Comprehensive care model needed to keep doctors in Alberta, medical association says

By CityNews Staff

Alberta is facing a shortage of family doctors, forcing more patients to seek primary care in already over-crowded hospitals.

But, the province’s doctors believe they could have the solution.

‘One doctor, one story’ is a new social media campaign by the Alberta Medical Association (AMA) urging the province to immediately implement a new care strategy.

The AMA is proposing a new physician comprehensive care model, saying other provinces like B.C., Manitoba, and Saskatchewan, are paying their doctors at least $100,000 more per year not to go into their own pockets to help run their small businesses.

AMA president Paul Parks says the model would get more Albertans attached to family doctors in rural communities, and expand team-based care.

Parks says the group met with the health minister and they hope to get — in writing — more funding for family physicians.

“It has been a collaborative process but again, I want to stress that it’s really critical that we get the panel numbers right, that we don’t make it a really high number so that a whole bunch of family physicians get cut out,” he said.

On average, 40 per cent of a doctor’s billings go directly to covering expenses like rent, staff, and equipment, and they make at least $100,000 less than doctors in Manitoba, B.C., and Saskatchewan, according to the AMA.

A recent survey found 61 per cent of family doctors are leaving the Alberta healthcare system, due to disparities in pay, and over 90 per cent of family doctors are concerned about the financial viability of their practices.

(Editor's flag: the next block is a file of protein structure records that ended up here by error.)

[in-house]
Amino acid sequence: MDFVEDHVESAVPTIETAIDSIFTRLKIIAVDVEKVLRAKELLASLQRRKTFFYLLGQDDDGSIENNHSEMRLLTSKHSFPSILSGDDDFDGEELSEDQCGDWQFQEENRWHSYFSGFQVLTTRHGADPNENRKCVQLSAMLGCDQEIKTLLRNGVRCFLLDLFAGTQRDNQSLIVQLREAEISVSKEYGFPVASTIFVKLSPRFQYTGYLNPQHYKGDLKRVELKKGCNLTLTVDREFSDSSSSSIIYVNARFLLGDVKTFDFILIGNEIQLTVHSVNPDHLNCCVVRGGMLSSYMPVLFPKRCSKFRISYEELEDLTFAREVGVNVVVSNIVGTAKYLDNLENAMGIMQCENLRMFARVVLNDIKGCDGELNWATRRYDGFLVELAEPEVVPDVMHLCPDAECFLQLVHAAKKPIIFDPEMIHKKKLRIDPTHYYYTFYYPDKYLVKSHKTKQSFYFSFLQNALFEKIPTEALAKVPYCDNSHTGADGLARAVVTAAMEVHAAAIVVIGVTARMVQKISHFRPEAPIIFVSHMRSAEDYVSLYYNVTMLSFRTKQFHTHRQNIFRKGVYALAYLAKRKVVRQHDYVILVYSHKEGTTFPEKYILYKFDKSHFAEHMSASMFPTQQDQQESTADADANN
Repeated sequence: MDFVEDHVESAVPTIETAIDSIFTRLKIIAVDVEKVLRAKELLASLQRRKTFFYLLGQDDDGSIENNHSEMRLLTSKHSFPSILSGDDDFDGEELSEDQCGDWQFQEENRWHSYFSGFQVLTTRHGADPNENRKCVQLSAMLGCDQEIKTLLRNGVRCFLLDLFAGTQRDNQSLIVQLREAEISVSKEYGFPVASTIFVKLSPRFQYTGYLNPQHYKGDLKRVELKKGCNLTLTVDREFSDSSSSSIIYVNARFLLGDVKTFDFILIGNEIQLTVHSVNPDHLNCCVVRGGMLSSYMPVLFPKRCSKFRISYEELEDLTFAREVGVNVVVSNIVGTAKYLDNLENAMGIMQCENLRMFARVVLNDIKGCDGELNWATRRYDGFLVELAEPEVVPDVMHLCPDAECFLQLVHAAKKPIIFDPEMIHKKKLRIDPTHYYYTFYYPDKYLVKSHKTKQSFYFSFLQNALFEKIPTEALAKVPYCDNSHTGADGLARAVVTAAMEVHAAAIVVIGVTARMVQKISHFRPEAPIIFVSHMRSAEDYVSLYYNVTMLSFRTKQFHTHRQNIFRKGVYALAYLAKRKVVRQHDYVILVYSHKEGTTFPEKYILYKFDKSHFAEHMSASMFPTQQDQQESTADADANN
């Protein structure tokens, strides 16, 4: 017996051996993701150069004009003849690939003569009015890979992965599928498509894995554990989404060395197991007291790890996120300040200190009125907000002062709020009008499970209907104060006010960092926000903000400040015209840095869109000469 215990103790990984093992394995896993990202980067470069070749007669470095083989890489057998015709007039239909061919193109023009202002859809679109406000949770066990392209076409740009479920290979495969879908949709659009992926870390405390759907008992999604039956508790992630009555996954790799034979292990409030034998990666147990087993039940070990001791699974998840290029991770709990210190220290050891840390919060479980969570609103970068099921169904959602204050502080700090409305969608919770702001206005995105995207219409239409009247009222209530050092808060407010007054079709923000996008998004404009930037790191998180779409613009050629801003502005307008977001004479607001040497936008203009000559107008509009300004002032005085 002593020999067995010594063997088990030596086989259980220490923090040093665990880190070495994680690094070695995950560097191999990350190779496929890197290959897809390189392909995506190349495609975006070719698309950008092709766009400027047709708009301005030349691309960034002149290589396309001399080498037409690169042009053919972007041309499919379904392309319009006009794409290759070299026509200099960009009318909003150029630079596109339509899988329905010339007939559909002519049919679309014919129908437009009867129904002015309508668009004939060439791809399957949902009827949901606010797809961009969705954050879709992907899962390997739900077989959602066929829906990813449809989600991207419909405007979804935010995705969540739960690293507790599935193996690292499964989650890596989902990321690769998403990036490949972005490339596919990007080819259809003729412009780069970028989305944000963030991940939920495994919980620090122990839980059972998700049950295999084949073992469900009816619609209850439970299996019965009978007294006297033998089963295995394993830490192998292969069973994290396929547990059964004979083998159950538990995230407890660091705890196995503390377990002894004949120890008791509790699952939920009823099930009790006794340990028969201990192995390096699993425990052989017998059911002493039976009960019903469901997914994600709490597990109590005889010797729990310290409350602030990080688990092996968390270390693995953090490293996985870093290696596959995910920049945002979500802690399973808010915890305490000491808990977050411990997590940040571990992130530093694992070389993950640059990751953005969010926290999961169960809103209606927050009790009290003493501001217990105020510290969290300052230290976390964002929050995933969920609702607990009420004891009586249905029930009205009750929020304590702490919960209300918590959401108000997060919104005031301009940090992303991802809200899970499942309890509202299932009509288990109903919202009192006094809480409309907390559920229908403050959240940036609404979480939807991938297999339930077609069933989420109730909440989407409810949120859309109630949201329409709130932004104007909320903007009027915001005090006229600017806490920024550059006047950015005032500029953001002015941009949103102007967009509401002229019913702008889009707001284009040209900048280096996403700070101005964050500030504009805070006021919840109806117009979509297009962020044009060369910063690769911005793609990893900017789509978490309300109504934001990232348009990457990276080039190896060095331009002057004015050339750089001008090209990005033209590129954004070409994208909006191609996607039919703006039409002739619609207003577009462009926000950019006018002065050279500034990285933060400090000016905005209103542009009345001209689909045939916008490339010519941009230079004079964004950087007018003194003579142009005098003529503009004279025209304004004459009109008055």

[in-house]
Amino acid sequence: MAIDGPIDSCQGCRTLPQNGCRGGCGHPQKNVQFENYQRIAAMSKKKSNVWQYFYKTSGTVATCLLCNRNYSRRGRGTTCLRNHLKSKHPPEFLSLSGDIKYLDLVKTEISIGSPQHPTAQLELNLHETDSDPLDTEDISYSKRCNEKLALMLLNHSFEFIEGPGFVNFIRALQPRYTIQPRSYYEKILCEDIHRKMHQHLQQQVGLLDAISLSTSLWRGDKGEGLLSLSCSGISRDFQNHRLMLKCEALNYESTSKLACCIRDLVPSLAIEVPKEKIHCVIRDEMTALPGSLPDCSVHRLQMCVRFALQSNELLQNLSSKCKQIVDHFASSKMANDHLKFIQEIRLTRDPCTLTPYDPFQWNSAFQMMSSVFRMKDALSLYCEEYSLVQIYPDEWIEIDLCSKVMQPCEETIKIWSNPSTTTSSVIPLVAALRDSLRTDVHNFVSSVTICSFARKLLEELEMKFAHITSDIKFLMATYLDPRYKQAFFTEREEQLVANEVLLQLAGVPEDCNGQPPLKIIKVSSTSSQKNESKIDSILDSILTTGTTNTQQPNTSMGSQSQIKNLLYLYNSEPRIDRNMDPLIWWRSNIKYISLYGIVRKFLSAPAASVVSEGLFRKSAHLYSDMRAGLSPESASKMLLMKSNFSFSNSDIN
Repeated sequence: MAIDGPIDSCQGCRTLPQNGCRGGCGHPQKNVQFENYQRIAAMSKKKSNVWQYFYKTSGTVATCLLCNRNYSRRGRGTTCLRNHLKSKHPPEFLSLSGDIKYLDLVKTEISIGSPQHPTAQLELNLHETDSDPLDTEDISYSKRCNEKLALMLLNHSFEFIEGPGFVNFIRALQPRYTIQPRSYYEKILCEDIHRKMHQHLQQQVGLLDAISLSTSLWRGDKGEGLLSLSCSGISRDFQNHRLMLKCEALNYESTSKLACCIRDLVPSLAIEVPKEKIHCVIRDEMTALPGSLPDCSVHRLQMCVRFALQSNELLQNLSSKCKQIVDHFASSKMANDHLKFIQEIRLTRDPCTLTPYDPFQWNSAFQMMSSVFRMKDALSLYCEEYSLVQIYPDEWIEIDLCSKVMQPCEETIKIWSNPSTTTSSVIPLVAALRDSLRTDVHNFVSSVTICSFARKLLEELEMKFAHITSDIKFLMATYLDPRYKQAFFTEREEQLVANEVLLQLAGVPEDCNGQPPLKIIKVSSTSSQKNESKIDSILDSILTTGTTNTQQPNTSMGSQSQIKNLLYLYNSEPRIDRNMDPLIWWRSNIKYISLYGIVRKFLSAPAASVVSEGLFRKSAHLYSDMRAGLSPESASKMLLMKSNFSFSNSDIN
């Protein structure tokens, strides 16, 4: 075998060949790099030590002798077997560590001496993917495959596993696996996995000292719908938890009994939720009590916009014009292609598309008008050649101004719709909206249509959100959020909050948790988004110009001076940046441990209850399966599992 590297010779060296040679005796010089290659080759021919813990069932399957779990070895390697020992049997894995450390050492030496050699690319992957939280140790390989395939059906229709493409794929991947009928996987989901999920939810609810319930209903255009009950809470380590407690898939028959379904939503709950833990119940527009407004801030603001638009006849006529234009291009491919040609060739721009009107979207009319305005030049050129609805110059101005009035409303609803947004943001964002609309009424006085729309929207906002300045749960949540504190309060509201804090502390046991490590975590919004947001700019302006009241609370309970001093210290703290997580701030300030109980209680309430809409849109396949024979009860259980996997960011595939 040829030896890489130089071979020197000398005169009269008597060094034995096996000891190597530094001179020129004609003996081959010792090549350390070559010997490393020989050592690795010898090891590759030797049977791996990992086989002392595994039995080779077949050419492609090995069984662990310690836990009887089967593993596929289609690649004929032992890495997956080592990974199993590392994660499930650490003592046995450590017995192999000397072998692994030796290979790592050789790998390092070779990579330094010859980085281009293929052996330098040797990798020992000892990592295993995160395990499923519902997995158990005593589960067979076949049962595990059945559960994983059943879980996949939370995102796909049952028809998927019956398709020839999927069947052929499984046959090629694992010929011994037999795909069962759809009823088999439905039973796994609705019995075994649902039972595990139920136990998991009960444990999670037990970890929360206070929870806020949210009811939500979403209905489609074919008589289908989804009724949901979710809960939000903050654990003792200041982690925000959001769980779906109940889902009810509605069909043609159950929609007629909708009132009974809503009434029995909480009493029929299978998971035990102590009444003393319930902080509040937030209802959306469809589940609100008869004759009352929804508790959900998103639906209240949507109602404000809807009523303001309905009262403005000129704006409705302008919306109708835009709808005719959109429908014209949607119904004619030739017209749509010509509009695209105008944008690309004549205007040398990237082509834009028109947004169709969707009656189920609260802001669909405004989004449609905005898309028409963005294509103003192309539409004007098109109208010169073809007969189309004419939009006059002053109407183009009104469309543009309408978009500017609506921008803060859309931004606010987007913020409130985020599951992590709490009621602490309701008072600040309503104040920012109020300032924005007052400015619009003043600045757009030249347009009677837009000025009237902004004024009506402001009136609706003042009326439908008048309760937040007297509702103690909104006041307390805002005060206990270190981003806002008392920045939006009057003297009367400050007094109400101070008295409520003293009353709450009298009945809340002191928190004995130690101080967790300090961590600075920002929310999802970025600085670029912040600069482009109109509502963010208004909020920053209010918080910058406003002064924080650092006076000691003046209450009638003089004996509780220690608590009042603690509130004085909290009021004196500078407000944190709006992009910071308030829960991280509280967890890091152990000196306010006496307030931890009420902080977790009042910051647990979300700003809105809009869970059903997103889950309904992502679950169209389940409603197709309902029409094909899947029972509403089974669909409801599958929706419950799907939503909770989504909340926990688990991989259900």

Edmonton-based doctor Kate Faulder says due to high overhead costs, her office can’t afford support staff.

“I spend at least one-and-a-half to two hours per clinic day on managing referrals, filling out forms, and completing other paperwork — much of which is unpaid — when I could be seeing patients instead,” she explained.

While her practice is full, Faulder adds she’s asked around five times per day to take on new patients by their desperate family members such as new moms and those suffering from chronic illness.

Parks says the new model will compensate for time spent on patient-related care.

“Decreasing administrative burden and offloading things that we can, that doesn’t need to be done by the physician is one thing, but the second is we need to compensate them for the hours of time it takes for them to do this,” he said.

He adds a study done in Atlantic Canada finds paperwork takes up around 100,000 family medicine visits a year.

Parks says if they could offload and compensate physicians for that work, they could get more Albertans attached to medical homes.

Dr. Mary Chisolm works in Edmonton as an anaestheologist and family doctor, she says she is seeing more patients in the operating room with major medical illnesses that haven’t see a doctor in more than a year.

“We’re talking about diabetics who haven’t had anybody following them or people with heart disease, or people with rheumatoid arthritis — people with major issues that haven’t had the proper care,” she explained.

Parks says Alberta is at a disadvantage as the current model provides support for more doctors earning less than $500,000 a year, and makes Alberta more competitive.

Dr. Richard Chan practices in downtown Calgary, and previously cared for 1,000 patients in Edmonton until he left in 2022.

He says despite giving 18-months notice, they were unable to secure a new family doctor for those patients.

“Following that, we tried to find other homes for my patients and other clinics, from physicians that might be taking patients and we sadly found out there was only about five physicians in the entire Edmonton area accepting patients at that time,” Chan said.

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